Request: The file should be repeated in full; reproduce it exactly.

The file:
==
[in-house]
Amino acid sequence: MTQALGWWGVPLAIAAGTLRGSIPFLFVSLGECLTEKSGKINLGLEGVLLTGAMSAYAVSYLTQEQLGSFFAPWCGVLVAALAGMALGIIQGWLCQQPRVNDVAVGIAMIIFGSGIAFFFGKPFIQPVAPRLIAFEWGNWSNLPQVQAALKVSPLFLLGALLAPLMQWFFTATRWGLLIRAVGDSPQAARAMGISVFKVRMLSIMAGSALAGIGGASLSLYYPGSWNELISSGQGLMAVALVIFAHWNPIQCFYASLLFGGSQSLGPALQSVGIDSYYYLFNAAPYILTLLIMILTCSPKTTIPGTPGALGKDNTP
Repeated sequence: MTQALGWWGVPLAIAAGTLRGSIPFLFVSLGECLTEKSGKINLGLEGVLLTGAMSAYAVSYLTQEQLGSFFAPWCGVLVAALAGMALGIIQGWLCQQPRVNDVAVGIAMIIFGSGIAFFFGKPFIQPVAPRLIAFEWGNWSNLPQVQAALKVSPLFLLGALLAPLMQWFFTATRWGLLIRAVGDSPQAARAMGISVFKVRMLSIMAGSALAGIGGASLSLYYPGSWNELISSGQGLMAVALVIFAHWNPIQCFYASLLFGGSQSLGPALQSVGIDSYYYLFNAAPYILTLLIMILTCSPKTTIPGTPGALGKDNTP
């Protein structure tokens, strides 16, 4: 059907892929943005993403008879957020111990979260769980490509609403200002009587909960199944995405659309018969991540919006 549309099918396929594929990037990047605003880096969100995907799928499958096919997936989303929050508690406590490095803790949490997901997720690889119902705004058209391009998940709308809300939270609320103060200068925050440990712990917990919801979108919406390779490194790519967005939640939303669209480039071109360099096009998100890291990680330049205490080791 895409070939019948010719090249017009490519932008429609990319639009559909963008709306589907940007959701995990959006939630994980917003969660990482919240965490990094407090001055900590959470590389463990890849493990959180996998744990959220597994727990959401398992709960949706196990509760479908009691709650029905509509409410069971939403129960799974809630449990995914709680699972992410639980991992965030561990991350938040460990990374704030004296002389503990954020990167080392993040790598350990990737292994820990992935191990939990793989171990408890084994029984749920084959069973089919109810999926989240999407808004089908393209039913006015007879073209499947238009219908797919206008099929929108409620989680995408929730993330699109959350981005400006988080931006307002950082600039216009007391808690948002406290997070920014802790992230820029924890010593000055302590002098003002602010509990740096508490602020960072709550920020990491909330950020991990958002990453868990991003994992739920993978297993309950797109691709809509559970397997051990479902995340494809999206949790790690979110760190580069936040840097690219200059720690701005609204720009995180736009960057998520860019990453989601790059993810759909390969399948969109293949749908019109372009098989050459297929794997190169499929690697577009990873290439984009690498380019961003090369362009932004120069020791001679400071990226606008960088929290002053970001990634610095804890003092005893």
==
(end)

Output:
[in-house]
Amino acid sequence: MTQALGWWGVPLAIAAGTLRGSIPFLFVSLGECLTEKSGKINLGLEGVLLTGAMSAYAVSYLTQEQLGSFFAPWCGVLVAALAGMALGIIQGWLCQQPRVNDVAVGIAMIIFGSGIAFFFGKPFIQPVAPRLIAFEWGNWSNLPQVQAALKVSPLFLLGALLAPLMQWFFTATRWGLLIRAVGDSPQAARAMGISVFKVRMLSIMAGSALAGIGGASLSLYYPGSWNELISSGQGLMAVALVIFAHWNPIQCFYASLLFGGSQSLGPALQSVGIDSYYYLFNAAPYILTLLIMILTCSPKTTIPGTPGALGKDNTP
Repeated sequence: MTQALGWWGVPLAIAAGTLRGSIPFLFVSLGECLTEKSGKINLGLEGVLLTGAMSAYAVSYLTQEQLGSFFAPWCGVLVAALAGMALGIIQGWLCQQPRVNDVAVGIAMIIFGSGIAFFFGKPFIQPVAPRLIAFEWGNWSNLPQVQAALKVSPLFLLGALLAPLMQWFFTATRWGLLIRAVGDSPQAARAMGISVFKVRMLSIMAGSALAGIGGASLSLYYPGSWNELISSGQGLMAVALVIFAHWNPIQCFYASLLFGGSQSLGPALQSVGIDSYYYLFNAAPYILTLLIMILTCSPKTTIPGTPGALGKDNTP
């Protein structure tokens, strides 16, 4: 059907892929943005993403008879957020111990979260769980490509609403200002009587909960199944995405659309018969991540919006 549309099918396929594929990037990047605003880096969100995907799928499958096919997936989303929050508690406590490095803790949490997901997720690889119902705004058209391009998940709308809300939270609320103060200068925050440990712990917990919801979108919406390779490194790519967005939640939303669209480039071109360099096009998100890291990680330049205490080791 895409070939019948010719090249017009490519932008429609990319639009559909963008709306589907940007959701995990959006939630994980917003969660990482919240965490990094407090001055900590959470590389463990890849493990959180996998744990959220597994727990959401398992709960949706196990509760479908009691709650029905509509409410069971939403129960799974809630449990995914709680699972992410639980991992965030561990991350938040460990990374704030004296002389503990954020990167080392993040790598350990990737292994820990992935191990939990793989171990408890084994029984749920084959069973089919109810999926989240999407808004089908393209039913006015007879073209499947238009219908797919206008099929929108409620989680995408929730993330699109959350981005400006988080931006307002950082600039216009007391808690948002406290997070920014802790992230820029924890010593000055302590002098003002602010509990740096508490602020960072709550920020990491909330950020991990958002990453868990991003994992739920993978297993309950797109691709809509559970397997051990479902995340494809999206949790790690979110760190580069936040840097690219200059720690701005609204720009995180736009960057998520860019990453989601790059993810759909390969399948969109293949749908019109372009098989050459297929794997190169499929690697577009990873290439984009690498380019961003090369362009932004120069020791001679400071990226606008960088929290002053970001990634610095804890003092005893």